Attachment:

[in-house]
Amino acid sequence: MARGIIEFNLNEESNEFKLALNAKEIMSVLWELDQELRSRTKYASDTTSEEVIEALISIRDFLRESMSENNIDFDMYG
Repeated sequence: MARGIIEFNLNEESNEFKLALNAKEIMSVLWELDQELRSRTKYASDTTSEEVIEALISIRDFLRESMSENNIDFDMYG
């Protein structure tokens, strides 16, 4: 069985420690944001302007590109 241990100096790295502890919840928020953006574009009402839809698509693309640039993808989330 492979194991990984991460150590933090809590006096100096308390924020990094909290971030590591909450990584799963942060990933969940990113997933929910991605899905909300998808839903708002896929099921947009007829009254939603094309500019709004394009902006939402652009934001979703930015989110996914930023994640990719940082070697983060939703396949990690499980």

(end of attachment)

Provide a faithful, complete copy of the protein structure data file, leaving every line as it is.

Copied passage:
[in-house]
Amino acid sequence: MARGIIEFNLNEESNEFKLALNAKEIMSVLWELDQELRSRTKYASDTTSEEVIEALISIRDFLRESMSENNIDFDMYG
Repeated sequence: MARGIIEFNLNEESNEFKLALNAKEIMSVLWELDQELRSRTKYASDTTSEEVIEALISIRDFLRESMSENNIDFDMYG
């Protein structure tokens, strides 16, 4: 069985420690944001302007590109 241990100096790295502890919840928020953006574009009402839809698509693309640039993808989330 492979194991990984991460150590933090809590006096100096308390924020990094909290971030590591909450990584799963942060990933969940990113997933929910991605899905909300998808839903708002896929099921947009007829009254939603094309500019709004394009902006939402652009934001979703930015989110996914930023994640990719940082070697983060939703396949990690499980």